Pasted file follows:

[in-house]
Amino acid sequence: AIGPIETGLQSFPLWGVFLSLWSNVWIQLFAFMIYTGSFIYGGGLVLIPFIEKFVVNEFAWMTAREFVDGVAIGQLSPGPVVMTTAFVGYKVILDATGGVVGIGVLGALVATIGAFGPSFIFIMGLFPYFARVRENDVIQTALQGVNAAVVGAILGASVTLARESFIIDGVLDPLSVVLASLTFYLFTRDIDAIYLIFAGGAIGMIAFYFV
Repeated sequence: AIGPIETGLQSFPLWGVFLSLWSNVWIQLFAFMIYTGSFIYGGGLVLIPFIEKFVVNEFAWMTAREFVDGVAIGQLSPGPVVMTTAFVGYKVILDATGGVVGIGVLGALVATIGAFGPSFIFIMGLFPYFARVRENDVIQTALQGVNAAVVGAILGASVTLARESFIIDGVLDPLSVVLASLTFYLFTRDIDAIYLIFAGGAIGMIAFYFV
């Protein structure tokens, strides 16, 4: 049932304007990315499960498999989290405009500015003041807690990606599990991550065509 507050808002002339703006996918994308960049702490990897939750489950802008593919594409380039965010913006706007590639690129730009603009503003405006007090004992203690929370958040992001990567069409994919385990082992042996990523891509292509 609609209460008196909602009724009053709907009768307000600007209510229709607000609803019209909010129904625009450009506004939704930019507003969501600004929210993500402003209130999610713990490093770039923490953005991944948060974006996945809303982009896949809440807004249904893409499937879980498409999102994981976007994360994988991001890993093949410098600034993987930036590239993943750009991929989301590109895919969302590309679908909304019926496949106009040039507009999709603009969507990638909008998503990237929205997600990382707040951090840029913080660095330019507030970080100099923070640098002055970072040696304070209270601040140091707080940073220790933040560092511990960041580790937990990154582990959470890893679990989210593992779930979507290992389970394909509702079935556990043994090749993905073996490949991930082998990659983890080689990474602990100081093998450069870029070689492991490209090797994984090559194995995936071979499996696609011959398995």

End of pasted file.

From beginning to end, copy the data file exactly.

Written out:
[in-house]
Amino acid sequence: AIGPIETGLQSFPLWGVFLSLWSNVWIQLFAFMIYTGSFIYGGGLVLIPFIEKFVVNEFAWMTAREFVDGVAIGQLSPGPVVMTTAFVGYKVILDATGGVVGIGVLGALVATIGAFGPSFIFIMGLFPYFARVRENDVIQTALQGVNAAVVGAILGASVTLARESFIIDGVLDPLSVVLASLTFYLFTRDIDAIYLIFAGGAIGMIAFYFV
Repeated sequence: AIGPIETGLQSFPLWGVFLSLWSNVWIQLFAFMIYTGSFIYGGGLVLIPFIEKFVVNEFAWMTAREFVDGVAIGQLSPGPVVMTTAFVGYKVILDATGGVVGIGVLGALVATIGAFGPSFIFIMGLFPYFARVRENDVIQTALQGVNAAVVGAILGASVTLARESFIIDGVLDPLSVVLASLTFYLFTRDIDAIYLIFAGGAIGMIAFYFV
């Protein structure tokens, strides 16, 4: 049932304007990315499960498999989290405009500015003041807690990606599990991550065509 507050808002002339703006996918994308960049702490990897939750489950802008593919594409380039965010913006706007590639690129730009603009503003405006007090004992203690929370958040992001990567069409994919385990082992042996990523891509292509 609609209460008196909602009724009053709907009768307000600007209510229709607000609803019209909010129904625009450009506004939704930019507003969501600004929210993500402003209130999610713990490093770039923490953005991944948060974006996945809303982009896949809440807004249904893409499937879980498409999102994981976007994360994988991001890993093949410098600034993987930036590239993943750009991929989301590109895919969302590309679908909304019926496949106009040039507009999709603009969507990638909008998503990237929205997600990382707040951090840029913080660095330019507030970080100099923070640098002055970072040696304070209270601040140091707080940073220790933040560092511990960041580790937990990154582990959470890893679990989210593992779930979507290992389970394909509702079935556990043994090749993905073996490949991930082998990659983890080689990474602990100081093998450069870029070689492991490209090797994984090559194995995936071979499996696609011959398995």